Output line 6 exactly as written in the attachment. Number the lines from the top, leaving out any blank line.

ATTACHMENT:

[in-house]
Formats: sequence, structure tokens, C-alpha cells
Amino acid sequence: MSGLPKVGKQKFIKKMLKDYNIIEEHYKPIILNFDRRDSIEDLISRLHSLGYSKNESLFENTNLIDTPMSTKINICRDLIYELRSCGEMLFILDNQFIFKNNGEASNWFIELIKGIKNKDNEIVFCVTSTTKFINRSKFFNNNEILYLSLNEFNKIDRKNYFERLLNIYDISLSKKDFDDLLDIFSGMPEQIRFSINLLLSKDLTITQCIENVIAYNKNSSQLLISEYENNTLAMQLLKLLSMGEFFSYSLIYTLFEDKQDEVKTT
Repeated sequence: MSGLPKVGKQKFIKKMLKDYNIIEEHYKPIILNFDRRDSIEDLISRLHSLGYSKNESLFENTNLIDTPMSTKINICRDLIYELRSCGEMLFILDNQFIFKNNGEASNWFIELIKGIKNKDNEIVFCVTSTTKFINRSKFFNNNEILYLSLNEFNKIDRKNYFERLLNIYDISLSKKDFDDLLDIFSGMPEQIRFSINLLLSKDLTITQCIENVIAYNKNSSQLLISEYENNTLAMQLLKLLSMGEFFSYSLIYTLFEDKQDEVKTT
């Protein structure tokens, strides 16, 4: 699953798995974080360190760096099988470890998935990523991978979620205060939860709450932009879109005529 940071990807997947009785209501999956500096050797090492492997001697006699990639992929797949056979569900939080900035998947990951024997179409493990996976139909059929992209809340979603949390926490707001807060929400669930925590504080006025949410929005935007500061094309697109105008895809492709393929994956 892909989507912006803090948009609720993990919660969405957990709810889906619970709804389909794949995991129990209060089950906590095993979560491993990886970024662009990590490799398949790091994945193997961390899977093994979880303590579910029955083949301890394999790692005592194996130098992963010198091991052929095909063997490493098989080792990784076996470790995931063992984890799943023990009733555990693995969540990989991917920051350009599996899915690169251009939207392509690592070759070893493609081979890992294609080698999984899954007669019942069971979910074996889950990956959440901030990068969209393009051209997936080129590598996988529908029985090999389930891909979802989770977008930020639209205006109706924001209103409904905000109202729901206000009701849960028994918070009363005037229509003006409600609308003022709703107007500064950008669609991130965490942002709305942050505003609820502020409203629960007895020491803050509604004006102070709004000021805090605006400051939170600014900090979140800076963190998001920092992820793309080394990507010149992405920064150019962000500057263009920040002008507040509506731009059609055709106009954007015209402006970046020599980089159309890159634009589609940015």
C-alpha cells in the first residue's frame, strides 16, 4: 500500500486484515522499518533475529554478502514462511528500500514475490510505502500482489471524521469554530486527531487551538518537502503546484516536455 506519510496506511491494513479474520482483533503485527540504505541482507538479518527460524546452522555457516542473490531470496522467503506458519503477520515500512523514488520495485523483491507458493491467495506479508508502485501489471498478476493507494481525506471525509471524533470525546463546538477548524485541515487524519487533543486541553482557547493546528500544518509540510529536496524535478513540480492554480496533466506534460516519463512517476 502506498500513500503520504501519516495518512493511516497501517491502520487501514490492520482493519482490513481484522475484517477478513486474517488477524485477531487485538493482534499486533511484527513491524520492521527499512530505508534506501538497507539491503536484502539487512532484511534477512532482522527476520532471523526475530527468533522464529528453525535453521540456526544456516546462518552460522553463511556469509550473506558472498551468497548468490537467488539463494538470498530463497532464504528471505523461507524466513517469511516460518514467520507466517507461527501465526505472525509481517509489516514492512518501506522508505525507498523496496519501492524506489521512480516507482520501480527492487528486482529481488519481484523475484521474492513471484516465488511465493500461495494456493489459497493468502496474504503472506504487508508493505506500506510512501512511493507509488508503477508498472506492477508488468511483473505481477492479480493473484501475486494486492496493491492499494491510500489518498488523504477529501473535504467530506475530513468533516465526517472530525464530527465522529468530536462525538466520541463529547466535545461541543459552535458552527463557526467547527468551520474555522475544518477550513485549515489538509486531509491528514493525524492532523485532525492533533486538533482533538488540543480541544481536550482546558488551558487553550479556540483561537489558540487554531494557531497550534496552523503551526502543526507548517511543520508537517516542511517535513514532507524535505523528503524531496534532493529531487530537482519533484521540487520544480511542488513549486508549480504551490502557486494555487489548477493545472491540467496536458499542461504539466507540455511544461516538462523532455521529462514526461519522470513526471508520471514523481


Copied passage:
C-alpha cells in the first residue's frame, strides 16, 4: 500500500486484515522499518533475529554478502514462511528500500514475490510505502500482489471524521469554530486527531487551538518537502503546484516536455 506519510496506511491494513479474520482483533503485527540504505541482507538479518527460524546452522555457516542473490531470496522467503506458519503477520515500512523514488520495485523483491507458493491467495506479508508502485501489471498478476493507494481525506471525509471524533470525546463546538477548524485541515487524519487533543486541553482557547493546528500544518509540510529536496524535478513540480492554480496533466506534460516519463512517476 502506498500513500503520504501519516495518512493511516497501517491502520487501514490492520482493519482490513481484522475484517477478513486474517488477524485477531487485538493482534499486533511484527513491524520492521527499512530505508534506501538497507539491503536484502539487512532484511534477512532482522527476520532471523526475530527468533522464529528453525535453521540456526544456516546462518552460522553463511556469509550473506558472498551468497548468490537467488539463494538470498530463497532464504528471505523461507524466513517469511516460518514467520507466517507461527501465526505472525509481517509489516514492512518501506522508505525507498523496496519501492524506489521512480516507482520501480527492487528486482529481488519481484523475484521474492513471484516465488511465493500461495494456493489459497493468502496474504503472506504487508508493505506500506510512501512511493507509488508503477508498472506492477508488468511483473505481477492479480493473484501475486494486492496493491492499494491510500489518498488523504477529501473535504467530506475530513468533516465526517472530525464530527465522529468530536462525538466520541463529547466535545461541543459552535458552527463557526467547527468551520474555522475544518477550513485549515489538509486531509491528514493525524492532523485532525492533533486538533482533538488540543480541544481536550482546558488551558487553550479556540483561537489558540487554531494557531497550534496552523503551526502543526507548517511543520508537517516542511517535513514532507524535505523528503524531496534532493529531487530537482519533484521540487520544480511542488513549486508549480504551490502557486494555487489548477493545472491540467496536458499542461504539466507540455511544461516538462523532455521529462514526461519522470513526471508520471514523481